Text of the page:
The three most common mistakes when setting up a woodworking shop, and additional questions about setting up an inexpensive shop in your home are answered in Ralph Chapman’s book.
He can tell you how to set up a small home woodworking shop for less than $1000 based on his many years of experience as a woodworker. Ralph will also tell you how and where to save money on tool purchases. The tool savings alone is worth the price of his book.
MAKING YOUR WOOD SHOP COMFORTABLE
Good shop lighting is needed. Often the basement and the garage will not have adequate lighting for work. A garage may have more natural light available through the large open doors, but what about working at night?
In many cases it is possible that you can use the existing lighting circuit and add some additional LED light fixtures.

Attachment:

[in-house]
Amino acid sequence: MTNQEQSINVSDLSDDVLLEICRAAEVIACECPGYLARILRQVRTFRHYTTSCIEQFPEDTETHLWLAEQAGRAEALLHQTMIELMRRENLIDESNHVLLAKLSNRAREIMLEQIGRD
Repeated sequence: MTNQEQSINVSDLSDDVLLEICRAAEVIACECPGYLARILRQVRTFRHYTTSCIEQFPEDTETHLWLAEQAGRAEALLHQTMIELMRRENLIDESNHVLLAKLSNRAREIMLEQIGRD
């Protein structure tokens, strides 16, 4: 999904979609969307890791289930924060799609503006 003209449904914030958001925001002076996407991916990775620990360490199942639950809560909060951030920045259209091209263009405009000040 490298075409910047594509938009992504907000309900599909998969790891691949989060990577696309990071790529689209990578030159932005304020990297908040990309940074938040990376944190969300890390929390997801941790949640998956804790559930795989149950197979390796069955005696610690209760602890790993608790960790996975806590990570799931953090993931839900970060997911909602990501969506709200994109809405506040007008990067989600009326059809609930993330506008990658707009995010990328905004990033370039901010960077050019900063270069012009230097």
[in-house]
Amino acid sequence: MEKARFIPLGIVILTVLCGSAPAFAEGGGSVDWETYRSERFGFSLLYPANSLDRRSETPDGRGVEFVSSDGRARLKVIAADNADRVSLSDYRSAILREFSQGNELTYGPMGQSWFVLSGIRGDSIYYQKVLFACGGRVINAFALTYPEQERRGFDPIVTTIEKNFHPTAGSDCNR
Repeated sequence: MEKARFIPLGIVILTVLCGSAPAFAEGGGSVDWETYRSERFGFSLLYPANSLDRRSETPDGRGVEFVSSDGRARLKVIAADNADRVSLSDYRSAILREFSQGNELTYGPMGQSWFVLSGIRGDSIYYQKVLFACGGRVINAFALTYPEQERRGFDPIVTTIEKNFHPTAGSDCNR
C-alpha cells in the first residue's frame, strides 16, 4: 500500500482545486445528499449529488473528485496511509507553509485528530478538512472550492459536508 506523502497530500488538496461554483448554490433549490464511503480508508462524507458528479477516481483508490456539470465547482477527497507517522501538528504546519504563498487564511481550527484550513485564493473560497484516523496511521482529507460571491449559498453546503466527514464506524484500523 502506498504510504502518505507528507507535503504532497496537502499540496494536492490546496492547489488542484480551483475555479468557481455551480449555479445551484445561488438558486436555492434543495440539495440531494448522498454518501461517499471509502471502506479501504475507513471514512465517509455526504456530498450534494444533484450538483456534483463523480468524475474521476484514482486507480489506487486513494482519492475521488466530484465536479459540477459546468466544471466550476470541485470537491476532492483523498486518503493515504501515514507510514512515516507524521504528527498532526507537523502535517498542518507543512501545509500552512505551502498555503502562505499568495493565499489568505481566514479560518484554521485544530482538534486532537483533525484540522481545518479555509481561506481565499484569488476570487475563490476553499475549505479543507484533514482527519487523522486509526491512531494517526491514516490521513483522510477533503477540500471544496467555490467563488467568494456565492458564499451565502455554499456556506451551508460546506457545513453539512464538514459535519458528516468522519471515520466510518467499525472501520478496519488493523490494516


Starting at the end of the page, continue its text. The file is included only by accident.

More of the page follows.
Something that I like is cushioned mats on the floor. When you are standing for several hours, having cushioned mats will make your feet feel so much better.
Another thing to consider is clean up. A wood shop will produce much dust. A basement wood shop may lead to dust tracking up into the house. A garage shop may have the same issue. From personal experience I know that dust getting into the living quarters will not lead to marital bliss. A sticky mat helps with that.
On a budget a good shop vac will help keep the peace. For those who don’t need to stay within a budget, a dust collection system installed in your wood shop will keep everything clean as you work.
A cheap, but well powered shop vac is the Bucket Head. It fits on a standard five gallon bucket. It comes with a short hose, but a better accessory to go with the Bucket Head is the RIDGID 1-1/4″ Premium Car Cleaning Accessory Kit for Wet/Dry Vacs. The kit does not include a long wand, but one is available as a separate accessory. This is what I use.